These People Want Your Money: Game Over for the World's Largest Museum of Pinball?
Cash Ask $150,000
Concept A place where all the world's children can come together and play antiquated pinball machines in a massive eruption of shared, borrowed nostalgia.
Creators John Weeks is a semi-obsessive pinball collector with over 500 machines locked away in storage units somewhere in California. It's his dream to create a giant arcade/museum to house them all for public consumption. The host of the video, David Trotter, is a high-on-life (or something else) marketing guy who was presumably the one to suggest using Kickstarter.
Worth Funding? Somewhat moot. There are 19 hours remaining and the project is $125,000 short of the target, meaning this endeavor has been relegated to "pipe dream" status at best. There are plenty of reasons for that—a pinball museum located in California holds limited value for anyone not living in, or traveling to, that region, and honestly it's not like substantial pinball arcades are particularly hard to find in America. The so-called Pinball Hall of Fame is in Las Vegas, just a handful of hours away from the proposed site of the World's Largest Museum. It doesn't have as many games as the proposed World's Largest Museum would—but the Pacific Pinball Museum, also located in California, does. Or will, if it gets the money it's trying to raise.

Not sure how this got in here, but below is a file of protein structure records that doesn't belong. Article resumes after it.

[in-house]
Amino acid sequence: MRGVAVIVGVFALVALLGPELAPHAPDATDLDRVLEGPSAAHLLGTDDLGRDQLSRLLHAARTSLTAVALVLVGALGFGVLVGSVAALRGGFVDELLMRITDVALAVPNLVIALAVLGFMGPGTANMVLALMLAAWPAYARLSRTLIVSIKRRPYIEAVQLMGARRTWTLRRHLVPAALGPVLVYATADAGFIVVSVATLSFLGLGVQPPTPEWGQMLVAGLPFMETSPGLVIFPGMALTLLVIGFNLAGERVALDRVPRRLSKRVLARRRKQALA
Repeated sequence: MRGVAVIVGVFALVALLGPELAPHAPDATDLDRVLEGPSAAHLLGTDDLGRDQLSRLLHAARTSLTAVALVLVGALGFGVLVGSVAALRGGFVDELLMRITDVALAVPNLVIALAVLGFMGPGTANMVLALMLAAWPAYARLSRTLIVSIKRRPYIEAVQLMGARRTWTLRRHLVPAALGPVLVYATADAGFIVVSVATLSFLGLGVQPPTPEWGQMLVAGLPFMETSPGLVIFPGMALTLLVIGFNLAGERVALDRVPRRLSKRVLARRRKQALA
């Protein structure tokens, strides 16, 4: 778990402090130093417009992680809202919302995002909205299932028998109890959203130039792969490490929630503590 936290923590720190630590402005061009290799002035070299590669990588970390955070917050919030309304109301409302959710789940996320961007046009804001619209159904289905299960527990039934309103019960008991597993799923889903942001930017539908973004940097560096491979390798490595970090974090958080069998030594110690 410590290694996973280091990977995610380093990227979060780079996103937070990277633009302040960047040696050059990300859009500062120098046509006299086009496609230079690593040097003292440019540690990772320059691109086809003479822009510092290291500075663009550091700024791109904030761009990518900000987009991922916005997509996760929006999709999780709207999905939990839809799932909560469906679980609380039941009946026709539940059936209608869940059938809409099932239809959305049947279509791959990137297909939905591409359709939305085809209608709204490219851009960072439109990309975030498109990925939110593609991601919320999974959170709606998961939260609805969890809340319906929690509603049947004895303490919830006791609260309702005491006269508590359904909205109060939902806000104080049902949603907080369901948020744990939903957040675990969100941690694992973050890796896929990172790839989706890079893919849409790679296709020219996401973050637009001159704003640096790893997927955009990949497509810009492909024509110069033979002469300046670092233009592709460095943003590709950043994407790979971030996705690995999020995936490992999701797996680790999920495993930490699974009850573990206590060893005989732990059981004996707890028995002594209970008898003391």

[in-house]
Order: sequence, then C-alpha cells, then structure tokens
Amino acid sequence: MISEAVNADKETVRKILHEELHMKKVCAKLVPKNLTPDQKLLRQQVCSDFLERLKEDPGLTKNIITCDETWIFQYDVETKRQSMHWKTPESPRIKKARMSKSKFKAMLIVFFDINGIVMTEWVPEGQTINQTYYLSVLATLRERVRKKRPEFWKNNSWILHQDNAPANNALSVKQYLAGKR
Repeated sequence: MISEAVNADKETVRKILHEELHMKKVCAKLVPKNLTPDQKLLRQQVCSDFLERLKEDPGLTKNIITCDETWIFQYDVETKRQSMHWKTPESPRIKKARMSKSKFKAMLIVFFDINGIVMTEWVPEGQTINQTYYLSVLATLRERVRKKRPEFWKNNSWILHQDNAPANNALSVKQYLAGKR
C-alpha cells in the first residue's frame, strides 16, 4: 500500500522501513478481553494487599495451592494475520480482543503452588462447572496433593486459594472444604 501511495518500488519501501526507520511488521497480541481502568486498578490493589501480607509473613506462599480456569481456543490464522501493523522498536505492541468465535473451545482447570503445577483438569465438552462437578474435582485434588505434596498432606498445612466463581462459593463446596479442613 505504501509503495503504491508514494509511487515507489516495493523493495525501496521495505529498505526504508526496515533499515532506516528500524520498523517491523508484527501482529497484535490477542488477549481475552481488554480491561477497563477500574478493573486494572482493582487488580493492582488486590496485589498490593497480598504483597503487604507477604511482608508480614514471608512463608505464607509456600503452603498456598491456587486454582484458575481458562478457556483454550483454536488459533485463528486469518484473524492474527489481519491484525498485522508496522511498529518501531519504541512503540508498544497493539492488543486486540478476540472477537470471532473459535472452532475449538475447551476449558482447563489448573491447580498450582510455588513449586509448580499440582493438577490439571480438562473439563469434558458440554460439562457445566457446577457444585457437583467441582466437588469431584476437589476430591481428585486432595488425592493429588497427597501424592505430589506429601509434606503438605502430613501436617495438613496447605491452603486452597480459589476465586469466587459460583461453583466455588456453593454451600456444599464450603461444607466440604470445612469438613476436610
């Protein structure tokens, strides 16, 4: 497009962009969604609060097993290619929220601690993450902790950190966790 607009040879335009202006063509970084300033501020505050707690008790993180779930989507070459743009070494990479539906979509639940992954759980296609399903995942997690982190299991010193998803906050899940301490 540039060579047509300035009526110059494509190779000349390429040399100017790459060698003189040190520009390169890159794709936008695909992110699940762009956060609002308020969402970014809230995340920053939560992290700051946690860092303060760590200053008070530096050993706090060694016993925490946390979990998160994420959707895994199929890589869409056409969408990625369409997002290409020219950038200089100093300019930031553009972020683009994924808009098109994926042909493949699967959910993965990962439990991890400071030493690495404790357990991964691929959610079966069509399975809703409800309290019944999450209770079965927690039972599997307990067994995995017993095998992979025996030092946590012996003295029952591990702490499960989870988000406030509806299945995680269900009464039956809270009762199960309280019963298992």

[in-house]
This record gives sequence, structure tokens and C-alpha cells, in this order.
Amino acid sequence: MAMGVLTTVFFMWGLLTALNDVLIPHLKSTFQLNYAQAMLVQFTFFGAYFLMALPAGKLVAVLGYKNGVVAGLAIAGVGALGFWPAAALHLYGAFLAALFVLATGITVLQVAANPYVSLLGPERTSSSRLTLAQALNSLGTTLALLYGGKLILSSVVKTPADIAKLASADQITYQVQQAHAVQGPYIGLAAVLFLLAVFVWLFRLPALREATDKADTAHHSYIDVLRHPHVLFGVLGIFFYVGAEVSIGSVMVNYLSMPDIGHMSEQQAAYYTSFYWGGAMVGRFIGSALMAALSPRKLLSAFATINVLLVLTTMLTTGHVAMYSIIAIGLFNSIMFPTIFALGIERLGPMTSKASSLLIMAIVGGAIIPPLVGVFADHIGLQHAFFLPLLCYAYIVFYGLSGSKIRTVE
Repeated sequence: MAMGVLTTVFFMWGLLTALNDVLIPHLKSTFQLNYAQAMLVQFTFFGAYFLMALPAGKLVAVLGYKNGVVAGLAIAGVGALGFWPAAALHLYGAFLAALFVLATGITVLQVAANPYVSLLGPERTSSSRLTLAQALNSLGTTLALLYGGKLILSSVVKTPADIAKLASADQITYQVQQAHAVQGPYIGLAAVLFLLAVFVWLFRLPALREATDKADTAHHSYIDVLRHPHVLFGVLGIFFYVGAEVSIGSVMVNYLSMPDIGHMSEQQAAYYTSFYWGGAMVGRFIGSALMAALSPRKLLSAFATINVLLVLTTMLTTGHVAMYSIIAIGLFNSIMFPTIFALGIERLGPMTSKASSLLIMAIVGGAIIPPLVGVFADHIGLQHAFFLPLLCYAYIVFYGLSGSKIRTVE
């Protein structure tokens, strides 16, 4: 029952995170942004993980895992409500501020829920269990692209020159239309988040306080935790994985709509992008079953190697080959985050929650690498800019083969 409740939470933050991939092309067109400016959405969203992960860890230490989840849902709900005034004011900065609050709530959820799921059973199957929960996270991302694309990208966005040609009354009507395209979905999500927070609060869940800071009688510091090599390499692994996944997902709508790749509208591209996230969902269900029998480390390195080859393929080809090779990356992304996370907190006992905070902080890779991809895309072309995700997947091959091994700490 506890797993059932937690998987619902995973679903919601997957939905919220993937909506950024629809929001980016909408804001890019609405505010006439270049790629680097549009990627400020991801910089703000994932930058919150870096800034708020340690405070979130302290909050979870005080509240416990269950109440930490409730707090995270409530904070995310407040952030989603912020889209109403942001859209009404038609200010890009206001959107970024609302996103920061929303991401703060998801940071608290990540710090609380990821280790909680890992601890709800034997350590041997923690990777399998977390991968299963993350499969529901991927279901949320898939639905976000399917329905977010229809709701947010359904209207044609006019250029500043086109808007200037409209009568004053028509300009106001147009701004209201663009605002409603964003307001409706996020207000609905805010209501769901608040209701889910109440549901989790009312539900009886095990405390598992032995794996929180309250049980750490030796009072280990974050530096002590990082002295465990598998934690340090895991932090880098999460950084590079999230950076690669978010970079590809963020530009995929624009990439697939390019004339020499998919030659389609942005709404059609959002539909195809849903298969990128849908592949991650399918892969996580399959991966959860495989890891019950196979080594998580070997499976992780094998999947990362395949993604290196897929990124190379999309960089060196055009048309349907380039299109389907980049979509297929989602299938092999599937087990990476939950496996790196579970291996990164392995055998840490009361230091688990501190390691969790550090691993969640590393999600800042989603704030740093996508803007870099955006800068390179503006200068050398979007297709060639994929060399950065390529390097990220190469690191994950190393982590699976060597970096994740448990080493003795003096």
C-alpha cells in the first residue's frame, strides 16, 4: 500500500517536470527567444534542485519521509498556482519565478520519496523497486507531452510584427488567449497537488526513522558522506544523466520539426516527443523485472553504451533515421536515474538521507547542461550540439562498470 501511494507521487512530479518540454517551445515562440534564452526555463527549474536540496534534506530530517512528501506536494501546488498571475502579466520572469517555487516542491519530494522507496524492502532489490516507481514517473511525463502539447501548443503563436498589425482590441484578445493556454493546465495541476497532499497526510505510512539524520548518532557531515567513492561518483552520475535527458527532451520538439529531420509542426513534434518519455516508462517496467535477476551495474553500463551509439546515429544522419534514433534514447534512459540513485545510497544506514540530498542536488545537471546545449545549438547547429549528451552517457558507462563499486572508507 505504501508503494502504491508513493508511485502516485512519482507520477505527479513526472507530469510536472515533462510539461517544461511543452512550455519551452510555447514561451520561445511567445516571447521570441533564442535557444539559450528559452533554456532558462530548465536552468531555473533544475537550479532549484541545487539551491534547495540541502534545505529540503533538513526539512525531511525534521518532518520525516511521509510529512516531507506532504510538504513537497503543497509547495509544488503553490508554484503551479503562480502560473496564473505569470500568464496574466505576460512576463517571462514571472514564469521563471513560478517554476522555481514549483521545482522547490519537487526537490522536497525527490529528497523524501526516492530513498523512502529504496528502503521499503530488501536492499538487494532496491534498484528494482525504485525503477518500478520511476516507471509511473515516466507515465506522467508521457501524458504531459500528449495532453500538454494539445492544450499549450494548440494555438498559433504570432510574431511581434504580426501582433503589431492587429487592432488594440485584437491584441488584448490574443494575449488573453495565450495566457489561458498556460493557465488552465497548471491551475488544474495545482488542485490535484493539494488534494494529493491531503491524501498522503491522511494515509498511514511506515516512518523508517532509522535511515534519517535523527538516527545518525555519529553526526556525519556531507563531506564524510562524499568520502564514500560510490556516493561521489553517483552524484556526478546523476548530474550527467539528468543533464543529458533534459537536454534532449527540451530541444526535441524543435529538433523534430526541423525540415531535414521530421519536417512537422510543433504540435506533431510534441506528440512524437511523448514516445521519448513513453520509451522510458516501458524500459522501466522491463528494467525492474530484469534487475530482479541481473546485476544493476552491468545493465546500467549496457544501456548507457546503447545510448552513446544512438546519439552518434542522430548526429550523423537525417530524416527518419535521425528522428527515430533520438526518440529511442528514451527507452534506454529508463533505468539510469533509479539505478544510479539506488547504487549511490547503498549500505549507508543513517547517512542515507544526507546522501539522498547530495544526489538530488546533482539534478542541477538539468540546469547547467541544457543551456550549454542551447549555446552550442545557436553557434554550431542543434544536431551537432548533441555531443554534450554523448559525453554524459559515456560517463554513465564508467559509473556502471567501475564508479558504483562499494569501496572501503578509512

So the question is: Does the world, or even the west coast of the United States, need another cacophonic building filled with 400 or more pinball machines? (That's a rhetorical question.)
All that being said, the idea of Weeks and his unwieldy collection of pinball machines is pretty depressing, which is why I'm posting about the campaign with so little time remaining. My suggestion: Go ahead and pledge $20 or $50 or even $25,000. This project is on the express train to Unfundedville, so any money you offer won't actually be used. (Kickstarter only charges your credit card if the project is fully funded). At this point, it's just about lifting John Weeks' spirits. Any man who sincerely believes he can build pinball Mecca deserves our optimism. I want his dreams to come true—and I'll take the time to enter my credit card information in vain just to make them seem that much less far-fetched. We are all John Weeks in one way or another.Suggested pledge